Thursday, June 22, 2017

Twelfth Sunday in Ordinary Time Year A

Readings: Jer 20:10-13; Rm 5:12-15; Mt 10:26-33

Do not be afraid and fear no one are the phrases that best sum up the central message of this Sunday. Concealed things and darkness tend to scare kids and some adults too! Children are afraid of the dark as it conceals scary things, and look under their beds at night for the bogeyman. Even for us adults, fear robs us of our freedom to take the right direction or to be transformed. We fear the unknown. We are afraid to travel to some foreign countries mainly because we might die there. When we get our doctor’s report that shows signs of cancer, our first emotion is fear. However, we feel better when the doctor reassured us that with treatment, all will be alright. Jesus did exactly that with his disciples.

In the Gospel passage, Jesus gives us such reassurance. He tells us "Do not be afraid." Do not be afraid to speak on my behalf and to proclaim the Gospel clearly and in the open. Christ is always beside those who witness to his name; those who dare to challenge the darkness of this world by speaking out the truth of the Gospel. These reassuring words are in fact repeated, and in the second time we are told not to be afraid of death nor of being martyred for the sake of Christ. Furthermore, we are assured that if we give witness before the world, Jesus will witness for us before the Father. "So, there is no need to be afraid." During the Rwandan Genocide of 1994, these words inspired Félicité, a Rwandan woman and her friends. As the militia truck picked them up from their village, she told her friends: "The time has come to bear witness. Let us go!" They were all led away to a mass grave where they died praying and singing!

In our Christian life and work situations there are moments when we have to bear witness to the Gospel under very difficult conditions; moments when we have to work in the midst of criticism. It is in such mo­ments that we must recall these comforting words. "Do not be afraid of those who kill the body but cannot kill the soul". There is only one who must be feared, God, when we choose infidelity and disobedience. The message we take home this Sunday is threefold. 1) The Gospel gives us the reassurance in the words of Jesus, "Do not be afraid." 2) In our life and ministry there are moments when we have to go the right direction in the face of opposition by others. 3) In moments of threat or persecution, let us be confident that Christ is there to support us. “Do not be afraid.” 

©2017 John S. Mbinda


Wednesday, June 14, 2017

Solemnity of the Body and Blood of Christ

Readings: Deut 8:2-3,14-16; 1 Cor. 10:16-17; Jn 6:51-58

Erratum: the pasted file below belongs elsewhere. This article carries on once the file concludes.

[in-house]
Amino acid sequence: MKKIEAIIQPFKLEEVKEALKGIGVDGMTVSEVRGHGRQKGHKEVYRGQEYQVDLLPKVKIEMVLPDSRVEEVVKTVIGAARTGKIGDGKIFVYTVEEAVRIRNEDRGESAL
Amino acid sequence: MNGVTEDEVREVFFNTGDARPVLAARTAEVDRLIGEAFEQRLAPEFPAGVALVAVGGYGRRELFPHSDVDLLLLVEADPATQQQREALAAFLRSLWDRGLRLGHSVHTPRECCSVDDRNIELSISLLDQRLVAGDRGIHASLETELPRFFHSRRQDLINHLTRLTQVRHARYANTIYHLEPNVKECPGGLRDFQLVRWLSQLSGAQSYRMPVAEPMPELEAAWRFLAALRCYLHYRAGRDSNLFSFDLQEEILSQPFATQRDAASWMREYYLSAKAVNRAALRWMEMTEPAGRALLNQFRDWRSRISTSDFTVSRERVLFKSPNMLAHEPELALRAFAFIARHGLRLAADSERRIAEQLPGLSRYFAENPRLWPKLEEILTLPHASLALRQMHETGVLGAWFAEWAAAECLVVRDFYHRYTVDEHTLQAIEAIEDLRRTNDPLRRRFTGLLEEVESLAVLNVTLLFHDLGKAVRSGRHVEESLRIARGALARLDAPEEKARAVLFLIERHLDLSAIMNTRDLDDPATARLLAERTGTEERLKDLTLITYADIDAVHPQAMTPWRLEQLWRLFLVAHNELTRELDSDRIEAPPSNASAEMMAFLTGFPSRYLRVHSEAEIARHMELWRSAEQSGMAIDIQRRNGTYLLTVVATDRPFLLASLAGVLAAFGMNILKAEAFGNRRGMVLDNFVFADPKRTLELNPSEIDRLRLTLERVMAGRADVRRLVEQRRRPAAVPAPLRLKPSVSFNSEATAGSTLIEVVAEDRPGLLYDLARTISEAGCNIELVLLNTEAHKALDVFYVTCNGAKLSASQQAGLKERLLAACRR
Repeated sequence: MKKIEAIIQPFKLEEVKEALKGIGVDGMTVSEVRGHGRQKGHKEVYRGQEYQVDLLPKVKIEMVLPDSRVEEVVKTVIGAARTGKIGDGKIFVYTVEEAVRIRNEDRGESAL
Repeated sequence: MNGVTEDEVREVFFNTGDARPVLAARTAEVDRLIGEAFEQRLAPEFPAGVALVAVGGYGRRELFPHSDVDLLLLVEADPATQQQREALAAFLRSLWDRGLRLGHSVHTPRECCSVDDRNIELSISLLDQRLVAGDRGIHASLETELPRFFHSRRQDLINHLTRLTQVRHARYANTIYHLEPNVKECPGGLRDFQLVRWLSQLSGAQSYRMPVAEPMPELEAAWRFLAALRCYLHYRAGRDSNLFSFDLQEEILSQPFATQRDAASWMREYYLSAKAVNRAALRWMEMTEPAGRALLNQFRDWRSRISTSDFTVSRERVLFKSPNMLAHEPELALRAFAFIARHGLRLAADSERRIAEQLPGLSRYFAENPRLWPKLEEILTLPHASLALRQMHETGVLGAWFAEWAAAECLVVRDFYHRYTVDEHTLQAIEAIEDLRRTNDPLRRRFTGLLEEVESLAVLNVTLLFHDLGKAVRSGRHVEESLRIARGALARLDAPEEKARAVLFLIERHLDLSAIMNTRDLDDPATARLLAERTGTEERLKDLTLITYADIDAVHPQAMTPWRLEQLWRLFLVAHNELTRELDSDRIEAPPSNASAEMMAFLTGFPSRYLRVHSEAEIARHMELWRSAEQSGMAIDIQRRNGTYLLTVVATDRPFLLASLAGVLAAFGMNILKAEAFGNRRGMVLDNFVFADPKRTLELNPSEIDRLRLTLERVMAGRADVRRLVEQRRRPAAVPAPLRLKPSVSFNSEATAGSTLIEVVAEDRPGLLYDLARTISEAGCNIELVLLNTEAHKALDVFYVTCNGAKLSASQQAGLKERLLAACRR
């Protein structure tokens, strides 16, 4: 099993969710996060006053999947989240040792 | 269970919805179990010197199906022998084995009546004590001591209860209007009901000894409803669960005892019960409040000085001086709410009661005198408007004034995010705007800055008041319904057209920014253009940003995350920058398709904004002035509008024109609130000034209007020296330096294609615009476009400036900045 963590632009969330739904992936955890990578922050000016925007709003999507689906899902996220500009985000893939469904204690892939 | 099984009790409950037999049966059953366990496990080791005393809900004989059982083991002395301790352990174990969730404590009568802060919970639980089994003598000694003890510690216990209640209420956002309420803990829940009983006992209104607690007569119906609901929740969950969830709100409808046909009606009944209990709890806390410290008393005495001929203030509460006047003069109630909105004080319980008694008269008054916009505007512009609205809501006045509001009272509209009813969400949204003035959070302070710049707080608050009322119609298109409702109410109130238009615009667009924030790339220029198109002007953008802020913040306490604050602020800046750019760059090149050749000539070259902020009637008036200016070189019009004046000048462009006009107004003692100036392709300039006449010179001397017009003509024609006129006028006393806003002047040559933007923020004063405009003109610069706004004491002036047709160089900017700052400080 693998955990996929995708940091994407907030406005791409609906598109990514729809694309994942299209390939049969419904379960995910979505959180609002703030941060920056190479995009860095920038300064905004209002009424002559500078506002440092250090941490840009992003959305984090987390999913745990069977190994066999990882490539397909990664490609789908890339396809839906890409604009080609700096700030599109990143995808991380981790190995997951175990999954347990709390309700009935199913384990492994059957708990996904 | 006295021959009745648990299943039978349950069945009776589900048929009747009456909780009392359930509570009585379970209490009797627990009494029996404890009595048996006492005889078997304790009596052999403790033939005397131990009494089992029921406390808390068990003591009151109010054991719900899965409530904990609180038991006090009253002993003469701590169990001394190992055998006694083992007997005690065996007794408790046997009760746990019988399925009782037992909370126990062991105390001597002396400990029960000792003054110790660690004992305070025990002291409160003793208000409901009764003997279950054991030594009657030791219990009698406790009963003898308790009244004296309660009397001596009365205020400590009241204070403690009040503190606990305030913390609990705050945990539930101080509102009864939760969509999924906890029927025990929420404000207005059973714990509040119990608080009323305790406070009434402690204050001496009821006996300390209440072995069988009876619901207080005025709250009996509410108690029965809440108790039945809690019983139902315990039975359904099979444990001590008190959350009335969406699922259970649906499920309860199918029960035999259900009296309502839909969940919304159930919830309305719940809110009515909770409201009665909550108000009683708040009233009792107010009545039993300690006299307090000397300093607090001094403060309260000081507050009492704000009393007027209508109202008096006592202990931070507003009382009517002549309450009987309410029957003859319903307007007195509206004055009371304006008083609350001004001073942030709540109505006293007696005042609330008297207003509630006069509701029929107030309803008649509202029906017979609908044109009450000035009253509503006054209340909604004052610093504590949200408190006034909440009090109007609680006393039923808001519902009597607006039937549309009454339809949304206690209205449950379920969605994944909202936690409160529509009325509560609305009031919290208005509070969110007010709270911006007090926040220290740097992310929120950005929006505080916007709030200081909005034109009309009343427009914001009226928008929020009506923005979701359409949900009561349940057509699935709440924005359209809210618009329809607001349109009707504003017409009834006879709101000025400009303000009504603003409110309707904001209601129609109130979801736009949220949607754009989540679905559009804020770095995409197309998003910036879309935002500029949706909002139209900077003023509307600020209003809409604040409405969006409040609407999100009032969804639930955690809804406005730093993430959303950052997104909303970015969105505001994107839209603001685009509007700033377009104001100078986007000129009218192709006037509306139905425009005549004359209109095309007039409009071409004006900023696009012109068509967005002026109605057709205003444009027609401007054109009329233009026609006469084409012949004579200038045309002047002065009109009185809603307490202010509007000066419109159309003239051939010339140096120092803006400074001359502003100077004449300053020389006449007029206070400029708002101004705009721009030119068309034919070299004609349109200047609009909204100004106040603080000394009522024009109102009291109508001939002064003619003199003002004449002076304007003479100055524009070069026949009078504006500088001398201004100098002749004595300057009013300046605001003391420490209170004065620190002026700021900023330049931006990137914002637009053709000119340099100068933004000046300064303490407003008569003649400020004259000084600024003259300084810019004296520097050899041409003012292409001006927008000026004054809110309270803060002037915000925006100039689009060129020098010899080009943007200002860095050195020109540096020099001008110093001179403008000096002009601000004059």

A real presence, communion with Christ, with each other and within the Body of Christ, spiritual nourishment, the bread of eternal life. This Sunday we celebrate the Solemnity of the Body and Blood of Christ, the Sacrament of the Eucharist that signifies and brings about communion with Christ. The institution of this solemnity developed over years mainly because of Eucharistic faith and devotion to the real presence of Christ. In 1264, Pope Urban IV issued a Decree instituting the Solemnity of Corpus Christi for the Universal Church. What do we celebrate on this solemnity? On Corpus Christi, we not only affirm our faith in the real presence of Christ in the Eucharist: Body and Blood; Soul and Divinity, but we also celebrate our unity in Christ, who is the Body, and we his members. The Holy Eucharist by its very nature signifies the unity it brings about. We know from experience that when there is unity in a family, there is a great sense of belonging and a sharing of life. Similarly, when there is harmony within a body, there is strength, joy and happiness. In the first reading of this Sunday, we are told of how God fed the people of Israel with manna in the wilderness. The second reading speaks about the effects of sharing the Eucharist together. It brings about communion with Christ and with one another. "The fact that there is only one loaf means that, though there are many of us, we form a single body because we all have a share in the one loaf". The Gospel reading focuses on the Eucharist as the bread of life. "Anyone who eats this bread will live forever; and the bread that I shall give is my flesh for the life of the world". Jesus is therefore our food and drink, giving us spiritual nourishment on our earthly journey and a guarantee of eternal life. The Eucharist is a great sign of unity with Christ and with one another. We believe that in the Eucharist Jesus is truly present, body soul and divinity. We also believe that by eating this heavenly food, we become one with Christ, sharing in his life, his purpose and mission. In the Eucharist we find true nourishment and source of eternal life. "Anyone who eats this bread will live forever". The Catechism of the Catholic Church says that all the Church's sacraments and ministries are oriented to the Eucharist, "the source and summit of Christian life". In the Eucharist, the whole spiritual good of the Church (Christ himself) is contained (#1324). Next in #1325-1327, the Catechism says: that the Church is kept in being by the Eucharist (the sign and cause of the unity of God's People). In the Eucharist we are united with the heavenly liturgy and anticipate eternal life with God. Saint Irenaeus sums that teaching in saying, "Our thinking is attuned to the Eucharist and the Eucharist in turn confirms our way of thinking".